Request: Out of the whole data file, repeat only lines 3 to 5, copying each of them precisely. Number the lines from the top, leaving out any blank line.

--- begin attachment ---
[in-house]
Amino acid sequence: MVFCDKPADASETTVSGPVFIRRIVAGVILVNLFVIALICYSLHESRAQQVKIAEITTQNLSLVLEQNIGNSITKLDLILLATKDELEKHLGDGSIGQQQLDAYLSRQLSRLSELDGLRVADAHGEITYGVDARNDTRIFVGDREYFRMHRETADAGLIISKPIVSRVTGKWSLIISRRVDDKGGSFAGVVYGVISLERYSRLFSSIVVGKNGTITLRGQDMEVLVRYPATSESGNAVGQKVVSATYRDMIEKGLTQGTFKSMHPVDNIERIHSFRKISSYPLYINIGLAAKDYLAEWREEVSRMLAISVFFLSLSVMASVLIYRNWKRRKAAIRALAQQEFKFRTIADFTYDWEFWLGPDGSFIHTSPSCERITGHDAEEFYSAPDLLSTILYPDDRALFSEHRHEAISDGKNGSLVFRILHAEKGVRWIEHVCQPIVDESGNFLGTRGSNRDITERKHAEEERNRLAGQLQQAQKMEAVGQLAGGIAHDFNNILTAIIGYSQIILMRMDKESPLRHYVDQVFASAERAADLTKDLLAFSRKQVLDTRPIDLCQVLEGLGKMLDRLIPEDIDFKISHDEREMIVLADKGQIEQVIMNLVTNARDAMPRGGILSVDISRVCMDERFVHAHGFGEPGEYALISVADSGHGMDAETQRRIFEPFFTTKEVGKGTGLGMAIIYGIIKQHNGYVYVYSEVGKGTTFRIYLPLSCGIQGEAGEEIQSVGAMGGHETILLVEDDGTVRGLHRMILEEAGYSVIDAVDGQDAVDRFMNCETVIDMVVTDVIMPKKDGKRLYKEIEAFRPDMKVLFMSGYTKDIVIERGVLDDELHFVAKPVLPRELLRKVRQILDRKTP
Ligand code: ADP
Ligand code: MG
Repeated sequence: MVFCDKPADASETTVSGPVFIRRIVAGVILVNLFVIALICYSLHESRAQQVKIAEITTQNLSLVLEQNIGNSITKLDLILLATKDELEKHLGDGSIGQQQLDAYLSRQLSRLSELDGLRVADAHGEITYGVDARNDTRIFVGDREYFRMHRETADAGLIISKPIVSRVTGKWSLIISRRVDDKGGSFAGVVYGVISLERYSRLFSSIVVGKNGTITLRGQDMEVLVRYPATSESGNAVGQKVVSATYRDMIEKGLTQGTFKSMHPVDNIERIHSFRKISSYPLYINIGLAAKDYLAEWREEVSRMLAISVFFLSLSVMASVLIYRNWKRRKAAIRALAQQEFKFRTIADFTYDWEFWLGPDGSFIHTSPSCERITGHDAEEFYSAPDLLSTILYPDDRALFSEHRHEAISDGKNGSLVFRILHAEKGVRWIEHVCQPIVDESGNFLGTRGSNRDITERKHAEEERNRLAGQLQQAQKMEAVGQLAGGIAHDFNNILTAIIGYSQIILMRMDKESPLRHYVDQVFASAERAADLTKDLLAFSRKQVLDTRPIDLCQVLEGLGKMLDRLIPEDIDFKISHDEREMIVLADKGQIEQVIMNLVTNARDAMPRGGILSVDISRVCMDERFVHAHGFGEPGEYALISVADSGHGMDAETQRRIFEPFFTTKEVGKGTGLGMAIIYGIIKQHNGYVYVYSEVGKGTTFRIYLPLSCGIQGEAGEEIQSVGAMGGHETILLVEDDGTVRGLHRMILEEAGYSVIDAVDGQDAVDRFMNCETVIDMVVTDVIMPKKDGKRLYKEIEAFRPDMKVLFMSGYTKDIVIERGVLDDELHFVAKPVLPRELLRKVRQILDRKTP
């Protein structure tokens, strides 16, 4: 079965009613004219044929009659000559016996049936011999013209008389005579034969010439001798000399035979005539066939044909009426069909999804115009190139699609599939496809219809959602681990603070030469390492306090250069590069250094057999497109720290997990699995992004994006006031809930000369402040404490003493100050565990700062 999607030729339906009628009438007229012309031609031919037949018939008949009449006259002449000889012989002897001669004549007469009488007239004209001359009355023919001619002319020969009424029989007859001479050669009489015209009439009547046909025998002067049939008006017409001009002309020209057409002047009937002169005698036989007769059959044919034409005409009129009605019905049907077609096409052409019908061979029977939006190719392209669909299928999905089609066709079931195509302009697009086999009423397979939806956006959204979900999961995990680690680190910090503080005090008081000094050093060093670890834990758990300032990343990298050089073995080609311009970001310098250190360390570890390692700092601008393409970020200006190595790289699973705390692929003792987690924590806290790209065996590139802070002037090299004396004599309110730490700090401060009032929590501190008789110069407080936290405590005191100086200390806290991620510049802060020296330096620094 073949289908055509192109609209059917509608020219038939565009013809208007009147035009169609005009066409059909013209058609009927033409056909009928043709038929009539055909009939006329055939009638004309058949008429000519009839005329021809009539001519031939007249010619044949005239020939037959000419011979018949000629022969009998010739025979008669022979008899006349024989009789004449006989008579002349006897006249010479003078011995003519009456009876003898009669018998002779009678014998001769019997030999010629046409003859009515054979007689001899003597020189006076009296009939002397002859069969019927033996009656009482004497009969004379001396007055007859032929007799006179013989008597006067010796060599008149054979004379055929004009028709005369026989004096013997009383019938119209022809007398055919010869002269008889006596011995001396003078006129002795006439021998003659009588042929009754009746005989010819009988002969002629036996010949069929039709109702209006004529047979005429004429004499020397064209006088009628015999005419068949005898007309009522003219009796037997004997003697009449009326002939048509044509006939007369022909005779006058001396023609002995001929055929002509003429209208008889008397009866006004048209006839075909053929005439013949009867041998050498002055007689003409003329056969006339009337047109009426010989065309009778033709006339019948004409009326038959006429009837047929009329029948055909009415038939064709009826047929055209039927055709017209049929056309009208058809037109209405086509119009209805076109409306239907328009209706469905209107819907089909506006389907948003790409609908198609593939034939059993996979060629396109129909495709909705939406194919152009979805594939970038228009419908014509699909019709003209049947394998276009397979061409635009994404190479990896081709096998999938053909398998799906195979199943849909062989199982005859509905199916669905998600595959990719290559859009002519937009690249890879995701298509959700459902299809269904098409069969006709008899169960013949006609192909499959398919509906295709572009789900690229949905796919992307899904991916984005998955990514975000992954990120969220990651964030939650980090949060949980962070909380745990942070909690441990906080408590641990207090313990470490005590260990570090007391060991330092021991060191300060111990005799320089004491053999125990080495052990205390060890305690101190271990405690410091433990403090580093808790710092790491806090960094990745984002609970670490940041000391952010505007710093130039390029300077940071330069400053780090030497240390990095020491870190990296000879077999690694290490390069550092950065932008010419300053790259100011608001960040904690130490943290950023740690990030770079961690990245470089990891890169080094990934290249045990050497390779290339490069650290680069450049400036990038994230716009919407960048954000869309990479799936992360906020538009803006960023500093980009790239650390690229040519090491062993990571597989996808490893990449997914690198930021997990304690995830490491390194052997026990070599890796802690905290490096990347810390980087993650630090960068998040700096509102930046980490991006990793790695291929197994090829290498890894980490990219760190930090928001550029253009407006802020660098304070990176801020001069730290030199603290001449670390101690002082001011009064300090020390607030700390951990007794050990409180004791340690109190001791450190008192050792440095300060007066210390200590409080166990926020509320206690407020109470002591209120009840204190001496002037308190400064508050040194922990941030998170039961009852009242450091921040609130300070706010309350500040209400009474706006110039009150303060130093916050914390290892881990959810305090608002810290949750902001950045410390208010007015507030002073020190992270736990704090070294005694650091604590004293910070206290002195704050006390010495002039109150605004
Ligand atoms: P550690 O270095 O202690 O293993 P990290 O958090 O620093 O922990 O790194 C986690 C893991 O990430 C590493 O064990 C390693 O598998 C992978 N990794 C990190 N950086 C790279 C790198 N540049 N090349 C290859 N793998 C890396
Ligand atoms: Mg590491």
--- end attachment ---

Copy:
Ligand code: ADP
Ligand code: MG
Repeated sequence: MVFCDKPADASETTVSGPVFIRRIVAGVILVNLFVIALICYSLHESRAQQVKIAEITTQNLSLVLEQNIGNSITKLDLILLATKDELEKHLGDGSIGQQQLDAYLSRQLSRLSELDGLRVADAHGEITYGVDARNDTRIFVGDREYFRMHRETADAGLIISKPIVSRVTGKWSLIISRRVDDKGGSFAGVVYGVISLERYSRLFSSIVVGKNGTITLRGQDMEVLVRYPATSESGNAVGQKVVSATYRDMIEKGLTQGTFKSMHPVDNIERIHSFRKISSYPLYINIGLAAKDYLAEWREEVSRMLAISVFFLSLSVMASVLIYRNWKRRKAAIRALAQQEFKFRTIADFTYDWEFWLGPDGSFIHTSPSCERITGHDAEEFYSAPDLLSTILYPDDRALFSEHRHEAISDGKNGSLVFRILHAEKGVRWIEHVCQPIVDESGNFLGTRGSNRDITERKHAEEERNRLAGQLQQAQKMEAVGQLAGGIAHDFNNILTAIIGYSQIILMRMDKESPLRHYVDQVFASAERAADLTKDLLAFSRKQVLDTRPIDLCQVLEGLGKMLDRLIPEDIDFKISHDEREMIVLADKGQIEQVIMNLVTNARDAMPRGGILSVDISRVCMDERFVHAHGFGEPGEYALISVADSGHGMDAETQRRIFEPFFTTKEVGKGTGLGMAIIYGIIKQHNGYVYVYSEVGKGTTFRIYLPLSCGIQGEAGEEIQSVGAMGGHETILLVEDDGTVRGLHRMILEEAGYSVIDAVDGQDAVDRFMNCETVIDMVVTDVIMPKKDGKRLYKEIEAFRPDMKVLFMSGYTKDIVIERGVLDDELHFVAKPVLPRELLRKVRQILDRKTP